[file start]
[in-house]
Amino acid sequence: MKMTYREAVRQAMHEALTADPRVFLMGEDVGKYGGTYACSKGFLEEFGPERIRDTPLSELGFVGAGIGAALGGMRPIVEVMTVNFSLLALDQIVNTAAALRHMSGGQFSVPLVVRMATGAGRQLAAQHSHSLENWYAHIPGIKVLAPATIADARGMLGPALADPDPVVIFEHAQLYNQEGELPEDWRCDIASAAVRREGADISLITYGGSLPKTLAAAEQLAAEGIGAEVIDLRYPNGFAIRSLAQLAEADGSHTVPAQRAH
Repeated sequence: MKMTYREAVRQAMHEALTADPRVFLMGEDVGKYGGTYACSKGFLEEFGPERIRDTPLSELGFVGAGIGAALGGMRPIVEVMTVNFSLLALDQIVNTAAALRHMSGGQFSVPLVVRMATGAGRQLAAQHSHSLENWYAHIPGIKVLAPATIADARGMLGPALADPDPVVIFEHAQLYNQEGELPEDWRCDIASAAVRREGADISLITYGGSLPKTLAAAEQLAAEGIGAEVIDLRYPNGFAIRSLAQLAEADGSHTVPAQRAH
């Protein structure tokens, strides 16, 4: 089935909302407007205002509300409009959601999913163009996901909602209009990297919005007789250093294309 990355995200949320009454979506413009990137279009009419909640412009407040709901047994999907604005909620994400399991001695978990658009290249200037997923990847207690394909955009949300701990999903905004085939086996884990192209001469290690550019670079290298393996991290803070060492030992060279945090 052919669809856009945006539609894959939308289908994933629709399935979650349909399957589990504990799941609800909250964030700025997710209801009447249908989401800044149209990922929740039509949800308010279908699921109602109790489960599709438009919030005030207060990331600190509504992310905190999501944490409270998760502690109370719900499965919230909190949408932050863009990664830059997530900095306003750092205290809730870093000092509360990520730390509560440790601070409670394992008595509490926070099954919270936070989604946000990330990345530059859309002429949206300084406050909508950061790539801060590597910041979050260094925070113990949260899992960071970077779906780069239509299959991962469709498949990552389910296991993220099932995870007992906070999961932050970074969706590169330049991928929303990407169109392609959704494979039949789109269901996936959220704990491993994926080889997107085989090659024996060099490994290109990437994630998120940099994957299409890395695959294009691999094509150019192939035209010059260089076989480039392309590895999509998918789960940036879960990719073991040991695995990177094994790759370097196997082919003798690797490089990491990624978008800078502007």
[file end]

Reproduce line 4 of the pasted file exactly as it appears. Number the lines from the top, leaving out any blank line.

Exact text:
């Protein structure tokens, strides 16, 4: 089935909302407007205002509300409009959601999913163009996901909602209009990297919005007789250093294309 990355995200949320009454979506413009990137279009009419909640412009407040709901047994999907604005909620994400399991001695978990658009290249200037997923990847207690394909955009949300701990999903905004085939086996884990192209001469290690550019670079290298393996991290803070060492030992060279945090 052919669809856009945006539609894959939308289908994933629709399935979650349909399957589990504990799941609800909250964030700025997710209801009447249908989401800044149209990922929740039509949800308010279908699921109602109790489960599709438009919030005030207060990331600190509504992310905190999501944490409270998760502690109370719900499965919230909190949408932050863009990664830059997530900095306003750092205290809730870093000092509360990520730390509560440790601070409670394992008595509490926070099954919270936070989604946000990330990345530059859309002429949206300084406050909508950061790539801060590597910041979050260094925070113990949260899992960071970077779906780069239509299959991962469709498949990552389910296991993220099932995870007992906070999961932050970074969706590169330049991928929303990407169109392609959704494979039949789109269901996936959220704990491993994926080889997107085989090659024996060099490994290109990437994630998120940099994957299409890395695959294009691999094509150019192939035209010059260089076989480039392309590895999509998918789960940036879960990719073991040991695995990177094994790759370097196997082919003798690797490089990491990624978008800078502007």